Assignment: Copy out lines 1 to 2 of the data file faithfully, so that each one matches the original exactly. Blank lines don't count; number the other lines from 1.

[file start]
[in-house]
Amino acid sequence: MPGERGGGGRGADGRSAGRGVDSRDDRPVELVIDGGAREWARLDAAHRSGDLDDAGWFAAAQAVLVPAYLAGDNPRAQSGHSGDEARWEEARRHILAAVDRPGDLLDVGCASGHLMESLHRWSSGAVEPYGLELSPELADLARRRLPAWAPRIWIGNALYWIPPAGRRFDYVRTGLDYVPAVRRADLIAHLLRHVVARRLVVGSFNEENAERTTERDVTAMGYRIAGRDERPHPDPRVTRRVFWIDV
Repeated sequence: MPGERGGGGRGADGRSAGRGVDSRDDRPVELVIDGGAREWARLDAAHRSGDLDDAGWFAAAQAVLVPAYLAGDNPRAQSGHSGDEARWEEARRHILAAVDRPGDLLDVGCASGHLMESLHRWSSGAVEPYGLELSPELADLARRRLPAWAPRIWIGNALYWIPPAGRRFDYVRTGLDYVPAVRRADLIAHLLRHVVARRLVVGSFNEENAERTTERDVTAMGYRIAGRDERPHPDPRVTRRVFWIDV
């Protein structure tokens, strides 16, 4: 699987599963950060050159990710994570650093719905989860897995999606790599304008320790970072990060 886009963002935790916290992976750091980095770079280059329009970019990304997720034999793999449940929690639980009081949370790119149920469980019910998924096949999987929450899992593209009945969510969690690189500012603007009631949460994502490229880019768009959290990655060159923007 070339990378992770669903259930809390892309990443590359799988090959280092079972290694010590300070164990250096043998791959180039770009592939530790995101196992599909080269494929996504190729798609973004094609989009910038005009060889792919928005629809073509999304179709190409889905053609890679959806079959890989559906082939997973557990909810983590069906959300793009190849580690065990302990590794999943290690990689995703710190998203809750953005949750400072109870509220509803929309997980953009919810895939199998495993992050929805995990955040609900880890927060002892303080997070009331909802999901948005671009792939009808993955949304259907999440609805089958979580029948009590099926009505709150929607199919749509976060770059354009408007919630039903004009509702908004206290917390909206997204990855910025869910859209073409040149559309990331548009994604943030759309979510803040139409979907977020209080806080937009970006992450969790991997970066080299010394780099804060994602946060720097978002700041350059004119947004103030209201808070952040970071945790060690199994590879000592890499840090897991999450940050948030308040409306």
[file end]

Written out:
[in-house]
Amino acid sequence: MPGERGGGGRGADGRSAGRGVDSRDDRPVELVIDGGAREWARLDAAHRSGDLDDAGWFAAAQAVLVPAYLAGDNPRAQSGHSGDEARWEEARRHILAAVDRPGDLLDVGCASGHLMESLHRWSSGAVEPYGLELSPELADLARRRLPAWAPRIWIGNALYWIPPAGRRFDYVRTGLDYVPAVRRADLIAHLLRHVVARRLVVGSFNEENAERTTERDVTAMGYRIAGRDERPHPDPRVTRRVFWIDV